The Shared Value of Banks

(3BL Media/Justmeans) - In the wake of the financial crisis, banks have been under fire from all fronts. While the industry continues to struggle economically, society’s growing suspicion of banks’ intentions is resulting in tighter and more complex regulation. It is clear that this industry needs a new approach and fast. As we emerge from this global economic meltdown, it is clear that the time is ripe for banks to reimagine their role in society: they need to recognise their potential to create shared value and generate business value by creating social value. We know that banks can play a pivotal role in driving social and environmental progress. They are essential to fostering the growth of every business from financing housing and education to enabling the development of tomorrow’s clean energy infrastructure. Yet these roles have largely been forgotten.

A new study, Banking on Shared Value, highlights the fact that banks are leaving value on the table, as shared value holds tremendous potential for banks of all types and sizes. This report explores the barriers and myths that prevent banks from pursuing shared value opportunities, but also how leading banks are innovating to embed shared value at the core of their businesses. Traditionally banks operate under three common myths that prevent them from pursuing shared value: a profit vs. purpose trade-off mentality, low return on investment (ROI) expectations, and insufficient scale.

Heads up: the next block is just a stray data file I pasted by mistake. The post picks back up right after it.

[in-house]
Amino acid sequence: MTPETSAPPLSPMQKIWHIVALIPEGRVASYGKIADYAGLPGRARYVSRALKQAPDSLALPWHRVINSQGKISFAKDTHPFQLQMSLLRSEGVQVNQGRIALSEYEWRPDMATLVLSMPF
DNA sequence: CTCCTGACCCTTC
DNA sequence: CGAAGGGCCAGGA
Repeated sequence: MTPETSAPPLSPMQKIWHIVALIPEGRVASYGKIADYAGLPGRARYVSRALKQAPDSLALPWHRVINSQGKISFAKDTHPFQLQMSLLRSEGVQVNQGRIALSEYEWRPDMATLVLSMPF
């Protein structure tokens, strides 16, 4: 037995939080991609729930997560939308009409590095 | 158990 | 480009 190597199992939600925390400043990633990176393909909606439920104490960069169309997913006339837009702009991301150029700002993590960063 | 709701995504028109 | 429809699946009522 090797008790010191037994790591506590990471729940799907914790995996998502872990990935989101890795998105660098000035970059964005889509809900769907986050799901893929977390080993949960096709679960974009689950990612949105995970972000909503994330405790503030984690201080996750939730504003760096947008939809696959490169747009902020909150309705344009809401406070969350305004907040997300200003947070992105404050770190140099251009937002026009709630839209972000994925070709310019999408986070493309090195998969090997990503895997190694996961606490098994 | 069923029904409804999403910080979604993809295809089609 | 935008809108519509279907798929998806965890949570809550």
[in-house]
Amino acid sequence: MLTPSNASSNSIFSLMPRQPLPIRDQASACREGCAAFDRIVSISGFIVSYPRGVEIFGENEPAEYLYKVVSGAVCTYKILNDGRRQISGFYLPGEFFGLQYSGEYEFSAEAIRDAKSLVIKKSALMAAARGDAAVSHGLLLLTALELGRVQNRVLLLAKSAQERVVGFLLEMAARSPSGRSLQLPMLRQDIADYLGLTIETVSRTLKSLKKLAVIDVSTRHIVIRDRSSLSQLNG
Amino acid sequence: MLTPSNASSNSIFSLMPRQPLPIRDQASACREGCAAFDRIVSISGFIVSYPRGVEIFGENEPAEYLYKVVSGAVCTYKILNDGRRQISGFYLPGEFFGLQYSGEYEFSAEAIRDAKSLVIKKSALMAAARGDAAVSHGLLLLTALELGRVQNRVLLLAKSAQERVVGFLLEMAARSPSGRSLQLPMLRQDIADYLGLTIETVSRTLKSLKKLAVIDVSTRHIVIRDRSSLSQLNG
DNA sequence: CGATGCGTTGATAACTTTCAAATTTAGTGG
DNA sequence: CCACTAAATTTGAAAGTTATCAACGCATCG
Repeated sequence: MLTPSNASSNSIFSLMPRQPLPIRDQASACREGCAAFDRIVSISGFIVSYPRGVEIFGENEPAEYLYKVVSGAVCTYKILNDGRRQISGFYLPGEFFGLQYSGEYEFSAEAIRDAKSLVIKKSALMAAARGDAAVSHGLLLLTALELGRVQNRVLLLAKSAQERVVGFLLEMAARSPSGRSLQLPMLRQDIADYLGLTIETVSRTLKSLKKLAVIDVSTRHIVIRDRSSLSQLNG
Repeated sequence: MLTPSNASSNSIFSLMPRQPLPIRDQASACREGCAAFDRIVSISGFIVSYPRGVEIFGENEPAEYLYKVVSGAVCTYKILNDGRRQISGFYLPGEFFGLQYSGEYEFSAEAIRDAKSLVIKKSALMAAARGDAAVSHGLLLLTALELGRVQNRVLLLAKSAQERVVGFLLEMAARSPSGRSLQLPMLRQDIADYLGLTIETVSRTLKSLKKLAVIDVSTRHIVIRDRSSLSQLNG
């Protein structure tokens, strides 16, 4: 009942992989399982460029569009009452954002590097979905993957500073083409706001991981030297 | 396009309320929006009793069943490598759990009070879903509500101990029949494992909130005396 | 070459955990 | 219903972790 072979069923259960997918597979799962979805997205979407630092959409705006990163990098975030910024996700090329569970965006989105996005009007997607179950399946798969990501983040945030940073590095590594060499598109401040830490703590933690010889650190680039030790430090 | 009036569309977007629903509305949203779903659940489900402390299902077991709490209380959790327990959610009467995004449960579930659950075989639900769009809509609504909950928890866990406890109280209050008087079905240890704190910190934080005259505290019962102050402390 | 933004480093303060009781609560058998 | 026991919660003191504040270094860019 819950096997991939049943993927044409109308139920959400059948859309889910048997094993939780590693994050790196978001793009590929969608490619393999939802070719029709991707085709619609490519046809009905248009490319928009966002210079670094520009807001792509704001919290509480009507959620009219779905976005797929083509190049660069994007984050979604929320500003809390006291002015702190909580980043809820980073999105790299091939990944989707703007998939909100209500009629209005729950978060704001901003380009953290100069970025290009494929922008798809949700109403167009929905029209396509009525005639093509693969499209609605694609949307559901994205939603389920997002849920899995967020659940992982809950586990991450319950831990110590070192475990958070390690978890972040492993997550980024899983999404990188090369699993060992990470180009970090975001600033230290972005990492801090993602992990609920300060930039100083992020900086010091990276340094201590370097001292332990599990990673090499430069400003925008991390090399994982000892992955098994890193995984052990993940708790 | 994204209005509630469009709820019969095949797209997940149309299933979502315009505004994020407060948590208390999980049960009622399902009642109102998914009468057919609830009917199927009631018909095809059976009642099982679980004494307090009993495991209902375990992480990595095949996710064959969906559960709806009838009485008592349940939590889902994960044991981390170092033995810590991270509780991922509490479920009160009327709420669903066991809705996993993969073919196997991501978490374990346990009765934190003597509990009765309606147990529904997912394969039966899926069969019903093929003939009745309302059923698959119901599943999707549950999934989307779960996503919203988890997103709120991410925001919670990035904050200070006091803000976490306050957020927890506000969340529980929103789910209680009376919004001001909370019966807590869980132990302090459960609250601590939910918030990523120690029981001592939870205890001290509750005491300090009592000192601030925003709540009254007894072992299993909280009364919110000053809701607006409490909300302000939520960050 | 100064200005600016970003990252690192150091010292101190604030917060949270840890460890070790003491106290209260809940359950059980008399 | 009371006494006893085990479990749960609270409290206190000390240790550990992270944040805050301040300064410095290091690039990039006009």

Banks do recognise the potential to create shared value, which can help to recast their role in society, and that there’s an opportunity for them to increase long-term profitability while leveraging the unique financial capabilities of banks to drive progress. Shared value defines a new role for banks in society—some financial institutions are now capitalizing on these new ideas.

Positive examples include Barclays, which has realigned its businesses to reach unbanked populations. By working with not-for-profits like Care International U.K. and Plan U.K. its ‘Banking on Change’ program leverages the expertise of each partner to provide people with the skills needed to effectively manage money and provides access to basic financial services. Since 2009 it has provided savings accounts and financial education to 513,000 previously unbanked individuals who live on less than $2 per day; it plans to open 5,000 group accounts by 2015. 

Bendigo Bank is a prime example of banks finding business opportunities by revitalizing local economies. In 1998, in response to thousands of branch closings in rural areas by large banks across Australia, it partnered with local communities to create a new model—the Community Bank. These new approaches will enable banks to capitalise on new prospects and leverage their biggest asset—their core business— to address some of the world’s toughest challenges.

Photo Credit: The Shared Value Initiative